Donor Spotlight: Lynne Cannady


United Way California Capital Region is fortunate to have donors and volunteers who care deeply about their community, giving effortlessly and tirelessly of their time and finances to make a positive impact in our region. Thank you, Lynne, for your unwavering support and dedication to making a lasting change in our community!

Tell us how you first got involved with United Way.

I had heard of the work United Way was doing with local foster youth through my work with CPS and connection to the Child Abuse Prevention Center (CAPC). Prior to the Square One Project launch last year, I met with Stephanie Bray and then attended the Women in Philanthropy luncheon last November. After that, I was hooked and wanted to get more involved.

What do you most relate to in the work that United Way California Capital Region does?

I relate most to the work that Women United does to support our local foster youth. Beyond financial support, United Way’s Women United group provides direct service including teaching valuable life skills to foster youth.

What do you find most challenging about the work United Way is doing?

It is often hard to break down the barriers foster youth build up. Foster youth are often suspicious of others, not wanting them to get too close. There is a fear amongst foster youth that anyone who shows support will at some point leave and abandon them. We need to overcome that attachment issue in order to help foster youth prepare for success in college and beyond.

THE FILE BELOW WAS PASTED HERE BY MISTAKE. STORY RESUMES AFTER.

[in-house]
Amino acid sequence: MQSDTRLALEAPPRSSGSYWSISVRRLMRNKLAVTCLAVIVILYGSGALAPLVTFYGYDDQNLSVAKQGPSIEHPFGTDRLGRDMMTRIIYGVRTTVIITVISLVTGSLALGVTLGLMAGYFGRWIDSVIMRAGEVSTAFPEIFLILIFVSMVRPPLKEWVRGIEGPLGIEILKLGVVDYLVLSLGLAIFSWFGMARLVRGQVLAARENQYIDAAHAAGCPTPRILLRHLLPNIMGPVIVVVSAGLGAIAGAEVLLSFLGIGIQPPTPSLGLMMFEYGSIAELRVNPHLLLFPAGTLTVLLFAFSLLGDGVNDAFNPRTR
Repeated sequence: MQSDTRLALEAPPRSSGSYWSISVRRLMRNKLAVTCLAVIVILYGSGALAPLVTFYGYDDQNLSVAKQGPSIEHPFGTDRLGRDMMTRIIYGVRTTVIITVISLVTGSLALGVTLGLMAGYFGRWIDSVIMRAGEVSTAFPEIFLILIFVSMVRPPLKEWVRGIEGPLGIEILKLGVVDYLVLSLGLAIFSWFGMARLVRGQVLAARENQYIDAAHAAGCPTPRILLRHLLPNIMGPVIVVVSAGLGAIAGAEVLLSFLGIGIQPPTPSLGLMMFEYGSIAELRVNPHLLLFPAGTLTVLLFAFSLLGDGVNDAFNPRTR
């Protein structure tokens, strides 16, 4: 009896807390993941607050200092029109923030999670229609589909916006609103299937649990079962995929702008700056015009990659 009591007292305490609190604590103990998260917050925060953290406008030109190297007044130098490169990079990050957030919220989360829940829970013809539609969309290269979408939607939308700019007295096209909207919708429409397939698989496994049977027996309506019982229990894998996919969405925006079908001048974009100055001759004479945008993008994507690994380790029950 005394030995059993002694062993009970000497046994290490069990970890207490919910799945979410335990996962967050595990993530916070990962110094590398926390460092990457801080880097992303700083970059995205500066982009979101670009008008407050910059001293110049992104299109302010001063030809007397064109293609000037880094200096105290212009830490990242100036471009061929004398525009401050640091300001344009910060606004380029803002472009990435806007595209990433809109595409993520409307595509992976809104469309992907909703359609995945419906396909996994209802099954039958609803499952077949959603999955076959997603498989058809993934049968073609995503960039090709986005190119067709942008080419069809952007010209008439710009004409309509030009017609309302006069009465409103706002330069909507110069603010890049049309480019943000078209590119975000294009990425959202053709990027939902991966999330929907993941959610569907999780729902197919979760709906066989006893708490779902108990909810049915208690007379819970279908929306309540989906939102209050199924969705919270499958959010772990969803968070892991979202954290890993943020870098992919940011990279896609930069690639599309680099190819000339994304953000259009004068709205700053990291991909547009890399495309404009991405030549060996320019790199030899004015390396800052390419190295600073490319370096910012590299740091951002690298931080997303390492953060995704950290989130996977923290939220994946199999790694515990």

What’s your personal philosophy on what should be done to help foster youth in our region?

I believe that creating a bridge to emancipation is vital to seeing our foster youth succeed. We must address the attachment concerns and identify people that foster youth can turn to as mentors.

What is most fulfilling about your relationship with United Way?

I find the work United Way is doing with foster youth and learning more about the Square One Project is the most fulfilling.

Why should people give?

For many people, especially those from my generation, you get to a point in life when you no longer have many needs. When you reach that point in life, which is different for everyone, start writing checks. There is a great joy in giving back, and every little bit counts. Your gift is part of something much bigger and helps make a difference. 

How would people describe you?

  • Schmoozer
  • People Person
  • Relationship Builder
  • Someone who knows people and can work a room

What is something people may not know about you and your desire to be involved in our community?

I moved out to Sacramento many years ago from D.C. for a unique job opportunity. Being new to the community, one of the first things I did was visit the public library. There, I paged through giant three-ring binders of local volunteer opportunities. My first project was with the WEAVE Auction, and I have not stopped giving back since.

What would you most likely tell yourself at age 13?

Don’t grow up too fast.